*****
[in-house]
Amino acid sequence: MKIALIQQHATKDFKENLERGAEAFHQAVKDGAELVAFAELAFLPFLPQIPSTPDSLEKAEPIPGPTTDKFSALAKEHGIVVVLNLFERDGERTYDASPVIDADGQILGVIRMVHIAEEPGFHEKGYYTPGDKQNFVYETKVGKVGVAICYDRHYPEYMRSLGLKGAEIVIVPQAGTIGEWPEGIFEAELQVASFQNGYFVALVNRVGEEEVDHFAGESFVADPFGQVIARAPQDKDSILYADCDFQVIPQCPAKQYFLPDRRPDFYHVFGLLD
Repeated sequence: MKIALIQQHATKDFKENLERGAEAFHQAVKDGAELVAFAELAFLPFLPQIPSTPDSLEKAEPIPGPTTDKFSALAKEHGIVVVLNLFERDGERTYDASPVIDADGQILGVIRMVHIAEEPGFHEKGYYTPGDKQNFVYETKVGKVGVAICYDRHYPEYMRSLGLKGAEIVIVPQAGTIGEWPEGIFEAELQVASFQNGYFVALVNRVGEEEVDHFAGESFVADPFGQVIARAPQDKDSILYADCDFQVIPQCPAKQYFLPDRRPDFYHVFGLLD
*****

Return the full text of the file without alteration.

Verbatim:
[in-house]
Amino acid sequence: MKIALIQQHATKDFKENLERGAEAFHQAVKDGAELVAFAELAFLPFLPQIPSTPDSLEKAEPIPGPTTDKFSALAKEHGIVVVLNLFERDGERTYDASPVIDADGQILGVIRMVHIAEEPGFHEKGYYTPGDKQNFVYETKVGKVGVAICYDRHYPEYMRSLGLKGAEIVIVPQAGTIGEWPEGIFEAELQVASFQNGYFVALVNRVGEEEVDHFAGESFVADPFGQVIARAPQDKDSILYADCDFQVIPQCPAKQYFLPDRRPDFYHVFGLLD
Repeated sequence: MKIALIQQHATKDFKENLERGAEAFHQAVKDGAELVAFAELAFLPFLPQIPSTPDSLEKAEPIPGPTTDKFSALAKEHGIVVVLNLFERDGERTYDASPVIDADGQILGVIRMVHIAEEPGFHEKGYYTPGDKQNFVYETKVGKVGVAICYDRHYPEYMRSLGLKGAEIVIVPQAGTIGEWPEGIFEAELQVASFQNGYFVALVNRVGEEEVDHFAGESFVADPFGQVIARAPQDKDSILYADCDFQVIPQCPAKQYFLPDRRPDFYHVFGLLD